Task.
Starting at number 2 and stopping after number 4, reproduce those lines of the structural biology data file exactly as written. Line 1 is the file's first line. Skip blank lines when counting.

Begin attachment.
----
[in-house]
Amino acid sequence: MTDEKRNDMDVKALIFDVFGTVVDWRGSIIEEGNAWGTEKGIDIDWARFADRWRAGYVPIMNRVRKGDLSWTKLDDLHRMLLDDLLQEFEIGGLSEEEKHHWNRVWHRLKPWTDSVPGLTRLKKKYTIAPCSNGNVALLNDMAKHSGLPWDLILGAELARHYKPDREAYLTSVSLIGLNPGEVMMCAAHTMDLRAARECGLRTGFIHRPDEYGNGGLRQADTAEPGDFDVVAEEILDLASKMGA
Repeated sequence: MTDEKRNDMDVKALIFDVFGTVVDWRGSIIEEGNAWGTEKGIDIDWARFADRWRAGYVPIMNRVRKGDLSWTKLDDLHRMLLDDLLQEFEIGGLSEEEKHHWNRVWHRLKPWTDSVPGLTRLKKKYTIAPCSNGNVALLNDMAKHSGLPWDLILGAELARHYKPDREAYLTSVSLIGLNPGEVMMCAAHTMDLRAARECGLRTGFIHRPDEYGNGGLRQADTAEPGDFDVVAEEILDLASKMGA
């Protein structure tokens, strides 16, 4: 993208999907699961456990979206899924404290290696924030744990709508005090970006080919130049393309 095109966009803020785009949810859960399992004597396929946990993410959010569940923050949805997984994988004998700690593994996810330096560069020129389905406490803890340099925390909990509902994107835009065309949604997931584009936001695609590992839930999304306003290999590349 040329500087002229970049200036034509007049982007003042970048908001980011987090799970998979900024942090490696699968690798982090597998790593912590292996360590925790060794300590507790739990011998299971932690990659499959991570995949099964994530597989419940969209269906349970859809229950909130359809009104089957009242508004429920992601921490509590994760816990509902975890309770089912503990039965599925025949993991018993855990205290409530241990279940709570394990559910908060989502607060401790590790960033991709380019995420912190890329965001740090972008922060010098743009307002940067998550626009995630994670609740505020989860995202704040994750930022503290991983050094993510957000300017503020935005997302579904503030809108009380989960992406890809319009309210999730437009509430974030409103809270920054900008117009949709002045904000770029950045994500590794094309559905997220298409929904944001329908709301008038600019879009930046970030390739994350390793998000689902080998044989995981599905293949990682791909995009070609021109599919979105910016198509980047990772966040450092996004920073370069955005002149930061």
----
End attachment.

Amino acid sequence: MTDEKRNDMDVKALIFDVFGTVVDWRGSIIEEGNAWGTEKGIDIDWARFADRWRAGYVPIMNRVRKGDLSWTKLDDLHRMLLDDLLQEFEIGGLSEEEKHHWNRVWHRLKPWTDSVPGLTRLKKKYTIAPCSNGNVALLNDMAKHSGLPWDLILGAELARHYKPDREAYLTSVSLIGLNPGEVMMCAAHTMDLRAARECGLRTGFIHRPDEYGNGGLRQADTAEPGDFDVVAEEILDLASKMGA
Repeated sequence: MTDEKRNDMDVKALIFDVFGTVVDWRGSIIEEGNAWGTEKGIDIDWARFADRWRAGYVPIMNRVRKGDLSWTKLDDLHRMLLDDLLQEFEIGGLSEEEKHHWNRVWHRLKPWTDSVPGLTRLKKKYTIAPCSNGNVALLNDMAKHSGLPWDLILGAELARHYKPDREAYLTSVSLIGLNPGEVMMCAAHTMDLRAARECGLRTGFIHRPDEYGNGGLRQADTAEPGDFDVVAEEILDLASKMGA
């Protein structure tokens, strides 16, 4: 993208999907699961456990979206899924404290290696924030744990709508005090970006080919130049393309 095109966009803020785009949810859960399992004597396929946990993410959010569940923050949805997984994988004998700690593994996810330096560069020129389905406490803890340099925390909990509902994107835009065309949604997931584009936001695609590992839930999304306003290999590349 040329500087002229970049200036034509007049982007003042970048908001980011987090799970998979900024942090490696699968690798982090597998790593912590292996360590925790060794300590507790739990011998299971932690990659499959991570995949099964994530597989419940969209269906349970859809229950909130359809009104089957009242508004429920992601921490509590994760816990509902975890309770089912503990039965599925025949993991018993855990205290409530241990279940709570394990559910908060989502607060401790590790960033991709380019995420912190890329965001740090972008922060010098743009307002940067998550626009995630994670609740505020989860995202704040994750930022503290991983050094993510957000300017503020935005997302579904503030809108009380989960992406890809319009309210999730437009509430974030409103809270920054900008117009949709002045904000770029950045994500590794094309559905997220298409929904944001329908709301008038600019879009930046970030390739994350390793998000689902080998044989995981599905293949990682791909995009070609021109599919979105910016198509980047990772966040450092996004920073370069955005002149930061």